Mark 3:1 Again he entered the synagogue, and a man was there who had a withered hand. 2 They watched him to see whether he would cure him on the sabbath, so that they might accuse him. 3 And he said to the man who had the withered hand, "Come forward." 4 Then he said to them, "Is it lawful to do good or to do harm on the sabbath, to save life or to kill?" But they were silent. 5 He looked around at them with anger; he was grieved at their hardness of heart and said to the man, "Stretch out your hand." He stretched it out, and his hand was restored. 6 The Pharisees went out and immediately conspired with the Herodians against him, how to destroy him.
This is a key event. The pharisees hated the Herodians. Everyone is against him. I always feel some pathos when read this passage. Some of we clergy would take the passage as our own; the elders went out and immediately conspired with the parish council against him, how to destroy him. You know no matter what you do after that, or how much you bring good news to some people, it is only a matter of time. It's hardly an experience unique to clergy either! Yet I do not think this is the beginning of a Tragedy. It is certainly a statement of Jesus standing alone, but it is Jesus being his own person. It is another aspect of the powerful figure Mark has been drawing for us.
In one sense, we are all people with withered hands. We are of little power, unable to grasp hold of life properly. Mark shows Jesus reaching out to us, regardless of religious or social niceties, offering us a healing hand.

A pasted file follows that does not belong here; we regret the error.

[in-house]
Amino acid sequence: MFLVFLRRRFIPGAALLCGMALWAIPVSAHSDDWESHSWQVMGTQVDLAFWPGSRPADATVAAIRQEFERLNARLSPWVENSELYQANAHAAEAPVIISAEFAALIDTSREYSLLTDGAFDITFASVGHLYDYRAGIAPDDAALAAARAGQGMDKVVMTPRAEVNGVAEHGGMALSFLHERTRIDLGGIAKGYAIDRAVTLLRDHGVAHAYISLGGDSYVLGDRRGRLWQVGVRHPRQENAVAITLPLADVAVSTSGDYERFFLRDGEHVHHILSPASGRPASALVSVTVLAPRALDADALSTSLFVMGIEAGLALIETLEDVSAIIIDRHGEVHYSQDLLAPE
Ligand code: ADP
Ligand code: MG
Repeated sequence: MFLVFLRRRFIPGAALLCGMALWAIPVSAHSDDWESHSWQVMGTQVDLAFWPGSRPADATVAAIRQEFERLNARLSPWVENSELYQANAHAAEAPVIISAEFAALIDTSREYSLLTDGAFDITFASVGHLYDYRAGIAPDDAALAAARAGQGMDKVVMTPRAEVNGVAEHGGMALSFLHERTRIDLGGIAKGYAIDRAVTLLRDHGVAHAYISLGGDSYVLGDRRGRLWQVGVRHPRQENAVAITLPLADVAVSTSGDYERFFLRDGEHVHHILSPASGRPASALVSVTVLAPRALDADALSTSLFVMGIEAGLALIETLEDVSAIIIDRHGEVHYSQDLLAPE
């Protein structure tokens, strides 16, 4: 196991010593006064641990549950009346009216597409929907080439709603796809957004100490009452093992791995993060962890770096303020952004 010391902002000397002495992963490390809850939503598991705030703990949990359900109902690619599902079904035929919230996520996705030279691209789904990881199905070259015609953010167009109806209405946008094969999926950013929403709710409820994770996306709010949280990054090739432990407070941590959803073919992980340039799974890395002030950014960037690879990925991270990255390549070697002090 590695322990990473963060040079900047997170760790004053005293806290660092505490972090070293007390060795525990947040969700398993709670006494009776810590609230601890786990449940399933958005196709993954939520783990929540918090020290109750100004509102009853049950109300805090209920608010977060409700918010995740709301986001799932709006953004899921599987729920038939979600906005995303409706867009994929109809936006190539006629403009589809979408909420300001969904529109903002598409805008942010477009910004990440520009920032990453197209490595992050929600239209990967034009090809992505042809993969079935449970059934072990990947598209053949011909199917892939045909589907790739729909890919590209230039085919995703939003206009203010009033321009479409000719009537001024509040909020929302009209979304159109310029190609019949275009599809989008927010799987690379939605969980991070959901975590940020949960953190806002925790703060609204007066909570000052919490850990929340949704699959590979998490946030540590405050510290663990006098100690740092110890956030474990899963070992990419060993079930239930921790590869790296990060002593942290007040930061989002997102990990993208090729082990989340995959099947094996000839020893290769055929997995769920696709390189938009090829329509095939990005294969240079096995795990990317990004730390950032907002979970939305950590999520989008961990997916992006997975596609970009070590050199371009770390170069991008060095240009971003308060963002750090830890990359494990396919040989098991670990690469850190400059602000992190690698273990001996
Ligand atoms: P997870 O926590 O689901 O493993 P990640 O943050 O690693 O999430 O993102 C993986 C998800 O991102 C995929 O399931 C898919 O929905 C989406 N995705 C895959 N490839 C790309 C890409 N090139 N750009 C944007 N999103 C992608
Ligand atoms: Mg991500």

The disagreement with the Pharisees escalates in this story. In the first collision, there is an emphasis on power and authority.. Which is easier, to say to the paralytic, 'Your sins are forgiven,' or to say, 'Stand up and take your mat and walk'? Mark 2:9) But today, the emphasis is ethical. Is it lawful to do good or to do harm on the sabbath, to save life or to kill? We could say the first time he outclasses them, but this time he makes them look bad.
I think the answer to his question is self evident. I think the Law, too, leaned in this direction. As much as the Sabbath was to remain a holy day of rest, it also remains an obligation to save life. To believe otherwise is just anti-semitism. Their hearts are hard because in refusing to allow him to reach out the man with the withered hand, they are refusing and denying the law. They selfishly put their moral code before the welfare of another human being.
They are also refusing the same hand as it reaches out to them! Knowing what they are thinking, he reaches out: Is it lawful to do good or to do harm on the sabbath, to save life or to kill? They have the opportunity to choose compassion over law, and they choose Law. One could say that in refusing the healing hand, they choose a withered heart!
The question for us is whether we will see the hand of Jesus reaching out to us. Will we see the way of Jesus presented to us as a promise of power and healing? Or will we not recognise the shrivelling of our hands, our grip on life, and go our own way? Perhaps we will not seek to destroy him, but it will be as though the man with the withered hand pulled back, and would not let Jesus touch him.
Direct Biblical quotations in this page are taken from The New Revised Standard Version Bible, copyright 1989, Division of Christian Education of the National Council of the Churches of Christ in the United States of America. Used by permission. All rights reserved.